9th Trondheim Conference on Biodiversity

 

 

 

On Friday, participants to the Trondheim Conference on Biodiversity heard presentations on communication, outreach, and the role of stakeholders with regard to the post-2020 global biodiversity framework, as well as on key cross-cutting issues, including capacity building, resource mobilization, and research needs. They addressed the draft Co-Chairs' report, which will be finalized in the coming weeks on the basis of participants' input; heard comments on next steps from Conference Co-Chairs' Nina Vik and Finn Katerås, and the Co-Chairs of the Open-ended Working Group of the Convention on Biological Diversity (CBD) on the post-2020 framework Francis Ogwal and Basile van Havre; and heard a closing statement from Ellen Hambro, Norwegian Environment Agency.

 

 

Jane Smart, International Union for Conservation of Nature (IUCN), stressed the need for increased clarity of the post-2020 framework and its targets, and for alignment with the Sustainable Development Goals (SDGs). Carlos Manuel Rodriguez, Minister of Environment and Energy, Costa Rica, emphasized the need for: phasing out perverse incentives; open and transparent objectives regarding resource mobilization; and aligning public and private investments with national biodiversity strategies and action plans.

 

 

Sudhanshu Sarronwala, WWF International, highlighted a WWF study examining consumer mindsets in ten developing countries, where half the people believe that biodiversity is declining, but only 40% see biodiversity and nature as an important source of raw materials for the economy; and only one third associate biodiversity with basic necessities such as food and fresh water. Highlighting how targets are influencing business, Alice Durand-Reville, Danone, explained that Danone has committed to carbon neutrality by 2050 throughout the whole value chain, which entailed rethinking products and energy consumption.

 

 

Joji Cariño, Forest Peoples Programme, presented on the contributions of indigenous peoples and local communities to CBD implementation, and lessons shared through the Local Biodiversity Outlooks. Christian Schwarzer, Germany, and Melina Sakiyama, Brazil, Global Youth Biodiversity Network, urged addressing overproduction and consumption, global inequalities, and assassinations of nature defenders. Jamison Ervin, UN Development Programme, highlighted the need for developing capacities to: replicate; scale-up; transform supply chains; tell a good story; unleash private sector capital; create a planetary safety net; and buffer the most vulnerable.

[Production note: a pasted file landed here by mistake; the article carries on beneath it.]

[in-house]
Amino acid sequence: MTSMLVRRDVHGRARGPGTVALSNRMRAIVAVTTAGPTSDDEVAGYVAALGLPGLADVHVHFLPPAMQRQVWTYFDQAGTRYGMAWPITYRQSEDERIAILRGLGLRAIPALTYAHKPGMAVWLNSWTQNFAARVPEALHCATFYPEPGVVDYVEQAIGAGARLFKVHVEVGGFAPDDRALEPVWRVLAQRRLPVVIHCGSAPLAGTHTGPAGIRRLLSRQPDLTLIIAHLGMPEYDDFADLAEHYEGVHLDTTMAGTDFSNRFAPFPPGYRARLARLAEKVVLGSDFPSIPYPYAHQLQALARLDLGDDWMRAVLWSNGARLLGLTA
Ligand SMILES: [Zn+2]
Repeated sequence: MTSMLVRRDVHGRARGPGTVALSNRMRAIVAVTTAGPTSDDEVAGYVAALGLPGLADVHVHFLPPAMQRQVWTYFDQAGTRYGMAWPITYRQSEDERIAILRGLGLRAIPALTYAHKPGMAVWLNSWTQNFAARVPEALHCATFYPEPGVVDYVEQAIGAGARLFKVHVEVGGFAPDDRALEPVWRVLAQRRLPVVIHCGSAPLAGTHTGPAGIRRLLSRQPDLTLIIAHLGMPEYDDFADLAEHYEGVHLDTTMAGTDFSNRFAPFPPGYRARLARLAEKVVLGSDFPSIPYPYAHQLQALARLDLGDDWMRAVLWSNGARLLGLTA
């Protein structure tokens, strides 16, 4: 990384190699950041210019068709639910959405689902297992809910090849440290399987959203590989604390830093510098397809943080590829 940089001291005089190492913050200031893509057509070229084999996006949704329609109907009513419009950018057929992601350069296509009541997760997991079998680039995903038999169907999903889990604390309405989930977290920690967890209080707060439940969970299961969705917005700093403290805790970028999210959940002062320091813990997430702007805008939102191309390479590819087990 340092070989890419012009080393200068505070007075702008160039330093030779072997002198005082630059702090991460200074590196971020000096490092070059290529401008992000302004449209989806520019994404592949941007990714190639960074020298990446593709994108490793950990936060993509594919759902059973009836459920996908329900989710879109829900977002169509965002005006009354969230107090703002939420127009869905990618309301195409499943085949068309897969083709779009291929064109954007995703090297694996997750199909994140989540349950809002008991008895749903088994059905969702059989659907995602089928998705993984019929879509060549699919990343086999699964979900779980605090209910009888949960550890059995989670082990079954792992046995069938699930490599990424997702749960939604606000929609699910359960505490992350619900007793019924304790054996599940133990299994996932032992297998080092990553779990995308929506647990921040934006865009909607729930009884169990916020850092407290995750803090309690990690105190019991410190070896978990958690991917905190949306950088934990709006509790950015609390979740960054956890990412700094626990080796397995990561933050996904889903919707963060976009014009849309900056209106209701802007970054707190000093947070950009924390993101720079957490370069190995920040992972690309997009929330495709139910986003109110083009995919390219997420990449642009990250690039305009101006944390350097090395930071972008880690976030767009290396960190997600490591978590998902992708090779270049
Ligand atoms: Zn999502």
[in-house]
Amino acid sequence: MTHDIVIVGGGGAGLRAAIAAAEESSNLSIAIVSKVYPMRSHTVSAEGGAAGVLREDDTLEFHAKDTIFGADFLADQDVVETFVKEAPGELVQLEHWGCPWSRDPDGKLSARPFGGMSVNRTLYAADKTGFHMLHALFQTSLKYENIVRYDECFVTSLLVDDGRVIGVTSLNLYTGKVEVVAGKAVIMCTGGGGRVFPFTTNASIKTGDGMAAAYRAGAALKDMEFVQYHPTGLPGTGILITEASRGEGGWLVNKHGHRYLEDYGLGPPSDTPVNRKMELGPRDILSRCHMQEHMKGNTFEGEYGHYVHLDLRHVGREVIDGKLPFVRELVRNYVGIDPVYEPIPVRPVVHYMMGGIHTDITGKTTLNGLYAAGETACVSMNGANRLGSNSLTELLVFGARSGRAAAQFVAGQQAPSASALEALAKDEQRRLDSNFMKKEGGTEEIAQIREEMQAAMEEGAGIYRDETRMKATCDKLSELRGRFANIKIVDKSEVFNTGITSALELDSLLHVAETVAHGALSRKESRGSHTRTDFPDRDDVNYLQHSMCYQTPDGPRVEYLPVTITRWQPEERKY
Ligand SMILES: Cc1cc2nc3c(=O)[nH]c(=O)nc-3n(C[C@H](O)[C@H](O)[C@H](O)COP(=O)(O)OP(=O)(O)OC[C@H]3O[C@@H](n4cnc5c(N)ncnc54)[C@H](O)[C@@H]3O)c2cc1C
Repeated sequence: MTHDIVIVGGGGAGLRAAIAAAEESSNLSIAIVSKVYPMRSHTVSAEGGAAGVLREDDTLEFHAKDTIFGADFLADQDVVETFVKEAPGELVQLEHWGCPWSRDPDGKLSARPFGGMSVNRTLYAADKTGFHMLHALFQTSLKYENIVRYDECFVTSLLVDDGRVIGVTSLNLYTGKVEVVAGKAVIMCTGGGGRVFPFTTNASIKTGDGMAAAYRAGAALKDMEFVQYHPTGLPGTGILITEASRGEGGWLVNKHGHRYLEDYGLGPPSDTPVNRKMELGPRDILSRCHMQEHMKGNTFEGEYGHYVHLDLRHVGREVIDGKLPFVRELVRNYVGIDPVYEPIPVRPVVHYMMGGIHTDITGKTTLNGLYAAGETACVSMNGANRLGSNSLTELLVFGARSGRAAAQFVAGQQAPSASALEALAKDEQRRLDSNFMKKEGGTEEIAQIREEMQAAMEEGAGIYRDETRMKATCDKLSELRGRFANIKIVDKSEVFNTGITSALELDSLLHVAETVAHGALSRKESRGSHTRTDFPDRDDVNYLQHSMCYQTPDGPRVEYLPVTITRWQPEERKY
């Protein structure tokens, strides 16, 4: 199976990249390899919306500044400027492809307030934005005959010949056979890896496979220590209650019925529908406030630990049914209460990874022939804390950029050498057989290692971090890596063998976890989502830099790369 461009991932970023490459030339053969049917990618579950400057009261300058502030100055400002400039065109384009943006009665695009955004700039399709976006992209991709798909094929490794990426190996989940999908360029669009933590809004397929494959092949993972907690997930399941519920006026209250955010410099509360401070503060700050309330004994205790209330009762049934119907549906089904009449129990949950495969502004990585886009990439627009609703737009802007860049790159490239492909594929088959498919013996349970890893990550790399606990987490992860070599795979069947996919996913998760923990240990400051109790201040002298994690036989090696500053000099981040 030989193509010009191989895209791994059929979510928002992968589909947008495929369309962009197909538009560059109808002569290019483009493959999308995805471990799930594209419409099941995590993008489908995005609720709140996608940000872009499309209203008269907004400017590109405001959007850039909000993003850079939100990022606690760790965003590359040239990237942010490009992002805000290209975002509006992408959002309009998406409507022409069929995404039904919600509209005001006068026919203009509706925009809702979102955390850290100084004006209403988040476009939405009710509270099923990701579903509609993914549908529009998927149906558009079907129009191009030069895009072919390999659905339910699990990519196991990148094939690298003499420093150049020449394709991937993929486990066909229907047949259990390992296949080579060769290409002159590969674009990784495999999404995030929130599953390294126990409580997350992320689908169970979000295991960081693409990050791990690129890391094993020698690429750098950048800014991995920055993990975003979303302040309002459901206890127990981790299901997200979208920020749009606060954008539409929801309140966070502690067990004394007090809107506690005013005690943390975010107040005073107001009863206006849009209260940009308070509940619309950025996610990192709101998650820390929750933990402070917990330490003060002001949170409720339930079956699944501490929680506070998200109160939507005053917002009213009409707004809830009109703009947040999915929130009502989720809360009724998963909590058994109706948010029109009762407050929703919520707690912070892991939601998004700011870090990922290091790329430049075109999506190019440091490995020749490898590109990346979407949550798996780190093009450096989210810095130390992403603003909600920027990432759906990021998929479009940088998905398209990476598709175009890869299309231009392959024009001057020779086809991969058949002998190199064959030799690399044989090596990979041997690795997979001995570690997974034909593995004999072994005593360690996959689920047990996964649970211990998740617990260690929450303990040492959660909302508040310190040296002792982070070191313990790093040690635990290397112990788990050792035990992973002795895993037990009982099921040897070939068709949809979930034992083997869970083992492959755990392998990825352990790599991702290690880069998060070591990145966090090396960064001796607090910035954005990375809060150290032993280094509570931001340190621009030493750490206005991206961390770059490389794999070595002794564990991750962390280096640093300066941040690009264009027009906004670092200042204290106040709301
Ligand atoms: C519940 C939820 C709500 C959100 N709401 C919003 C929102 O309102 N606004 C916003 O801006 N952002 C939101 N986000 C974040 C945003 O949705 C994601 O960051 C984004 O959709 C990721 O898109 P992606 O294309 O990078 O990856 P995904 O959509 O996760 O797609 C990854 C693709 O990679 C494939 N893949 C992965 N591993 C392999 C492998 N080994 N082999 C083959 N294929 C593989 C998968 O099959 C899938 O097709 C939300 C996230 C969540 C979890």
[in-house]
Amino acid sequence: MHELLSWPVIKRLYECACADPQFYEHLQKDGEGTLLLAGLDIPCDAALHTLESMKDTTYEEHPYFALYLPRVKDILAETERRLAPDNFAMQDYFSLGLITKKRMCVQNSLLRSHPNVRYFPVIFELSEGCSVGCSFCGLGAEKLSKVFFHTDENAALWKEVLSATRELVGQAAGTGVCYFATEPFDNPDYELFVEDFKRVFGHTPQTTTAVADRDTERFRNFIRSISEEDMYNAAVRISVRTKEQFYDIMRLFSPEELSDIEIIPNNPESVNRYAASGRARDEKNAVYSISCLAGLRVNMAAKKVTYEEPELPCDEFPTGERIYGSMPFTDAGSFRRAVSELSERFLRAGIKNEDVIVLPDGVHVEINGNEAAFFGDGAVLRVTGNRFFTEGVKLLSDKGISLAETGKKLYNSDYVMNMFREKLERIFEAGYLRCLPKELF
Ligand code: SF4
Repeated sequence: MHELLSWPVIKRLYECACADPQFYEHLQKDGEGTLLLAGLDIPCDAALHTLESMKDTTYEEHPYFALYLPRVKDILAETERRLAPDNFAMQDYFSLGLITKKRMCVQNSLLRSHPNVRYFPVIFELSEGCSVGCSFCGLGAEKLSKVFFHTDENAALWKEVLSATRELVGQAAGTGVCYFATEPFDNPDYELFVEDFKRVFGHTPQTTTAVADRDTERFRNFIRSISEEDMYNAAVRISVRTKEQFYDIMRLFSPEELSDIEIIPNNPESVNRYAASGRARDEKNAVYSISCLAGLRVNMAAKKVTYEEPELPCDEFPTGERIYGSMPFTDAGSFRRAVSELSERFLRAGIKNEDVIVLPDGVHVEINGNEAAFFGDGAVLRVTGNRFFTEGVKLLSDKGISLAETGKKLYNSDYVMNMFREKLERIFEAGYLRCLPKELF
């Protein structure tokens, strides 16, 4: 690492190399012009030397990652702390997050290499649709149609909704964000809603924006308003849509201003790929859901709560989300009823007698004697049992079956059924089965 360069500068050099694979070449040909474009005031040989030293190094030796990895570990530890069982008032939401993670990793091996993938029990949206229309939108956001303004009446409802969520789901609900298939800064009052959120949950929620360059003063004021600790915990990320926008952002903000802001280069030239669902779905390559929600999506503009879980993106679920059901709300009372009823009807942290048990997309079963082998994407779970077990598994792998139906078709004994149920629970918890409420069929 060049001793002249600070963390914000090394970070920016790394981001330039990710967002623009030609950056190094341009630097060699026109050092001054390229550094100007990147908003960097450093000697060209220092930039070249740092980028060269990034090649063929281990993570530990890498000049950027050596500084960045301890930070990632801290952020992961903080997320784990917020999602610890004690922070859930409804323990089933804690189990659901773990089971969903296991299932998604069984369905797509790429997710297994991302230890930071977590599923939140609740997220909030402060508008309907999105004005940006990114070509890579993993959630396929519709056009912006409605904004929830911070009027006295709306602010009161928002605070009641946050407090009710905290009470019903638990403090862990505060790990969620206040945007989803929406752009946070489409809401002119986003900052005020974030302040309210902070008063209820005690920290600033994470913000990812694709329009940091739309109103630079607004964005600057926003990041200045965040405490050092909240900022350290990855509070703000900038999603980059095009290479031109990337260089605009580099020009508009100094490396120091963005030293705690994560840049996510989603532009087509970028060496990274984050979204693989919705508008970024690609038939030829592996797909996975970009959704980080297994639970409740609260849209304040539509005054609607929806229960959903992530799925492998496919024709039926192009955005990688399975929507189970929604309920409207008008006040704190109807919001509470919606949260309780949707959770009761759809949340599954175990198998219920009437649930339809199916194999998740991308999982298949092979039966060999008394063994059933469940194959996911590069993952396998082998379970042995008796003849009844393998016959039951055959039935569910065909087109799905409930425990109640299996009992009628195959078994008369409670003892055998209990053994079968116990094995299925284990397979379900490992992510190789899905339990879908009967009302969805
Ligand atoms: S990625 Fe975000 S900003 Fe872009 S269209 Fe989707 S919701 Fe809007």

Mark Zimsky, Global Environment Facility (GEF), noted that the GEF's seventh replenishment has been reoriented to address the systemic and underlying drivers of biodiversity loss, adding that a two-track investment strategy is focusing on: cities; sustainable forest management; and food systems, land use, and restoration. Meriem Bouamrane, Man and the Biosphere Programme, UNESCO, highlighted: the contribution of culture and of diverse knowledge and value systems; the role of education and life-learning processes; the need for countries to have endogenous research and monitoring capacities; interdependency between biodiversity and development issues; and the need to address urban issues.

 

Francis Ogwal and Basile van Havre, Co-Chairs of the CBD Open-ended Working Group on the post-2020 framework, identified new elements to be addressed, including the need to involve new sectors, and consider new factors such as population change, food and agriculture, human health, deforestation, and restoration.

 

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